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I was a 2nd Lieutenant on a B-24. I was the co-pilot. We would take off and rendezvous at a certain height. At 10,000 feet we would have to put on our oxygen masks and then we would fly at 25,000 feet in formation. At that altitude, it was 55 below zero. All the crewman had heated flying suits. All except the pilot and the co-pilot. At 10,000 feet, we were up there eight hours at a time. Being that cold, everybody had to urinate. The B-24 was equipped with relief tubes with funnels for each position. So on our first mission, we finally had to urinate, we used the relief tubes. Right away, the ball turret gunner complained that the urine was being blown back on him and he was getting wet. More seriously, he couldn't see because it had frozen on the Plexiglas. So I came up with the idea for the next mission. We would use my metal helmet, and it froze instantly. When a person was through using it, it was ice and you would just throw it in the corner. Coming back from the mission at 10,000 feet, it began to thaw. When it completely thawed, we had a problem. So I came up with a solution. We got down to 8,000 feet, I told my bombardier, John Asbury, to open the bomb bay doors, and spill it out. He did so, but unfortunately, the back draft boomeranged the urine and gave John a urine bath! So that was the last time we used that method. From then on we waited until we got on the ground.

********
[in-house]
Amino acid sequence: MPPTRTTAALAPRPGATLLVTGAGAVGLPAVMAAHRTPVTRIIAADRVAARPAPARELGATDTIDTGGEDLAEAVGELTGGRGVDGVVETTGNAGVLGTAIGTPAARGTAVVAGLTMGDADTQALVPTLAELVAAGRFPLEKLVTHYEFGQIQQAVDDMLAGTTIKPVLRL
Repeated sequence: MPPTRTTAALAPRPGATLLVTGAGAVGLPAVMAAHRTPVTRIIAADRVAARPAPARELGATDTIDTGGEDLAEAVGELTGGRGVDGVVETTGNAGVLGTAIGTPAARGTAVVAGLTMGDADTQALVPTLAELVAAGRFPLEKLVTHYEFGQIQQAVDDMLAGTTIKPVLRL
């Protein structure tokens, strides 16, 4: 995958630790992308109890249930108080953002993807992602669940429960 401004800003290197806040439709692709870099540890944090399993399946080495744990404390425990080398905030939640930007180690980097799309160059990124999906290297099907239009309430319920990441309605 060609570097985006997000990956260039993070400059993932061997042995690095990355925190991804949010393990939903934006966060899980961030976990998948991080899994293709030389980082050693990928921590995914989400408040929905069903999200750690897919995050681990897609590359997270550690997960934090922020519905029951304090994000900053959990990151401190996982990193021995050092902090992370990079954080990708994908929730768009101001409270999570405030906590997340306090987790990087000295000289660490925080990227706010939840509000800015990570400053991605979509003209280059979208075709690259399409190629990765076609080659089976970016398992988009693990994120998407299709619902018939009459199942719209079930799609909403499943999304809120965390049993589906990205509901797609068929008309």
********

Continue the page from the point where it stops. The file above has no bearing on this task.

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  October 26, 2011
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